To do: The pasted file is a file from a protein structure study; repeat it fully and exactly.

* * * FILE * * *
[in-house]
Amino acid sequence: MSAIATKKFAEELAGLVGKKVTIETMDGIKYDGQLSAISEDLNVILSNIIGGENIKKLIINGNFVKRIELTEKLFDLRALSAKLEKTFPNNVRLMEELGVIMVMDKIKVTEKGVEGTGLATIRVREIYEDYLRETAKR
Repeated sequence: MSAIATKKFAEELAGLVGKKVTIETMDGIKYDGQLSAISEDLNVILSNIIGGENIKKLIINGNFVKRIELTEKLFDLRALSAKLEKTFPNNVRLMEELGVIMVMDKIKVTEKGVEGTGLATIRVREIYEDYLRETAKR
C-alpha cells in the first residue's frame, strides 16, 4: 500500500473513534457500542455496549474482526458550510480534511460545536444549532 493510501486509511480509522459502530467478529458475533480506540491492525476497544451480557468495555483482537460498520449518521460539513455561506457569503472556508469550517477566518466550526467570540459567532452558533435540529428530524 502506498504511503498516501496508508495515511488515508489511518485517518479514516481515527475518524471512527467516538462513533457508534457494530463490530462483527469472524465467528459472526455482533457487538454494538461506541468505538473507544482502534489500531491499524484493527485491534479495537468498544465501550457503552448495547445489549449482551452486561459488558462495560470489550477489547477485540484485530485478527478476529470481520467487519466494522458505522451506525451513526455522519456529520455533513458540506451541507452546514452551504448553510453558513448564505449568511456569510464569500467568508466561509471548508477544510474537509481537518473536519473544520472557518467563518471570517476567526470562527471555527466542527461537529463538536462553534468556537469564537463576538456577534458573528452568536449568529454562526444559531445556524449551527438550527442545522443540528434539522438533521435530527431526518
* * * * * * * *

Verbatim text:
[in-house]
Amino acid sequence: MSAIATKKFAEELAGLVGKKVTIETMDGIKYDGQLSAISEDLNVILSNIIGGENIKKLIINGNFVKRIELTEKLFDLRALSAKLEKTFPNNVRLMEELGVIMVMDKIKVTEKGVEGTGLATIRVREIYEDYLRETAKR
Repeated sequence: MSAIATKKFAEELAGLVGKKVTIETMDGIKYDGQLSAISEDLNVILSNIIGGENIKKLIINGNFVKRIELTEKLFDLRALSAKLEKTFPNNVRLMEELGVIMVMDKIKVTEKGVEGTGLATIRVREIYEDYLRETAKR
C-alpha cells in the first residue's frame, strides 16, 4: 500500500473513534457500542455496549474482526458550510480534511460545536444549532 493510501486509511480509522459502530467478529458475533480506540491492525476497544451480557468495555483482537460498520449518521460539513455561506457569503472556508469550517477566518466550526467570540459567532452558533435540529428530524 502506498504511503498516501496508508495515511488515508489511518485517518479514516481515527475518524471512527467516538462513533457508534457494530463490530462483527469472524465467528459472526455482533457487538454494538461506541468505538473507544482502534489500531491499524484493527485491534479495537468498544465501550457503552448495547445489549449482551452486561459488558462495560470489550477489547477485540484485530485478527478476529470481520467487519466494522458505522451506525451513526455522519456529520455533513458540506451541507452546514452551504448553510453558513448564505449568511456569510464569500467568508466561509471548508477544510474537509481537518473536519473544520472557518467563518471570517476567526470562527471555527466542527461537529463538536462553534468556537469564537463576538456577534458573528452568536449568529454562526444559531445556524449551527438550527442545522443540528434539522438533521435530527431526518